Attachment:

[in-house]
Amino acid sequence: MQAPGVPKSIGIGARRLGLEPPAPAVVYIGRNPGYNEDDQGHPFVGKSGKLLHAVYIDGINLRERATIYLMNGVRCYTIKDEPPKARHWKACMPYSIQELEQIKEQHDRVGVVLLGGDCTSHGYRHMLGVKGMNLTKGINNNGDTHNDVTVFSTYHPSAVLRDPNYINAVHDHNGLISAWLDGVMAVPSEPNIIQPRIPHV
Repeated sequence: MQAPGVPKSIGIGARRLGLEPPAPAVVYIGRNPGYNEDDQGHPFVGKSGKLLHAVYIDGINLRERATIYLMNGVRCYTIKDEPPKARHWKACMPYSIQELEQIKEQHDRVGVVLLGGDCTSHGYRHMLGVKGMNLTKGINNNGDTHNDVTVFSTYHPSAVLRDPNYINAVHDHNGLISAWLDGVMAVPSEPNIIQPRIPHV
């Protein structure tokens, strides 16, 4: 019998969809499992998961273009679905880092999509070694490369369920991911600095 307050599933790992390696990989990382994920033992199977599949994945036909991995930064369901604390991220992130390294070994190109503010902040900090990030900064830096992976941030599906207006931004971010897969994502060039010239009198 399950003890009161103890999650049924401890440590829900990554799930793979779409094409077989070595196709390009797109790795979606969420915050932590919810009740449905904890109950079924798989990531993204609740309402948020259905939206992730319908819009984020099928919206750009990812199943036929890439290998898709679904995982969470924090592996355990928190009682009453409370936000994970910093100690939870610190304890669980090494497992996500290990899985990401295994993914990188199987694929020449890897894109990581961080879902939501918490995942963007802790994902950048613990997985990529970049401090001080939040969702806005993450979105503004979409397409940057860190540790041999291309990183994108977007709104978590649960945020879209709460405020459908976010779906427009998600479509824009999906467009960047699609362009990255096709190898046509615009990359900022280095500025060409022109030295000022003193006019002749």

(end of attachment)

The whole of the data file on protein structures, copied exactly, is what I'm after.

[in-house]
Amino acid sequence: MQAPGVPKSIGIGARRLGLEPPAPAVVYIGRNPGYNEDDQGHPFVGKSGKLLHAVYIDGINLRERATIYLMNGVRCYTIKDEPPKARHWKACMPYSIQELEQIKEQHDRVGVVLLGGDCTSHGYRHMLGVKGMNLTKGINNNGDTHNDVTVFSTYHPSAVLRDPNYINAVHDHNGLISAWLDGVMAVPSEPNIIQPRIPHV
Repeated sequence: MQAPGVPKSIGIGARRLGLEPPAPAVVYIGRNPGYNEDDQGHPFVGKSGKLLHAVYIDGINLRERATIYLMNGVRCYTIKDEPPKARHWKACMPYSIQELEQIKEQHDRVGVVLLGGDCTSHGYRHMLGVKGMNLTKGINNNGDTHNDVTVFSTYHPSAVLRDPNYINAVHDHNGLISAWLDGVMAVPSEPNIIQPRIPHV
């Protein structure tokens, strides 16, 4: 019998969809499992998961273009679905880092999509070694490369369920991911600095 307050599933790992390696990989990382994920033992199977599949994945036909991995930064369901604390991220992130390294070994190109503010902040900090990030900064830096992976941030599906207006931004971010897969994502060039010239009198 399950003890009161103890999650049924401890440590829900990554799930793979779409094409077989070595196709390009797109790795979606969420915050932590919810009740449905904890109950079924798989990531993204609740309402948020259905939206992730319908819009984020099928919206750009990812199943036929890439290998898709679904995982969470924090592996355990928190009682009453409370936000994970910093100690939870610190304890669980090494497992996500290990899985990401295994993914990188199987694929020449890897894109990581961080879902939501918490995942963007802790994902950048613990997985990529970049401090001080939040969702806005993450979105503004979409397409940057860190540790041999291309990183994108977007709104978590649960945020879209709460405020459908976010779906427009998600479509824009999906467009960047699609362009990255096709190898046509615009990359900022280095500025060409022109030295000022003193006019002749």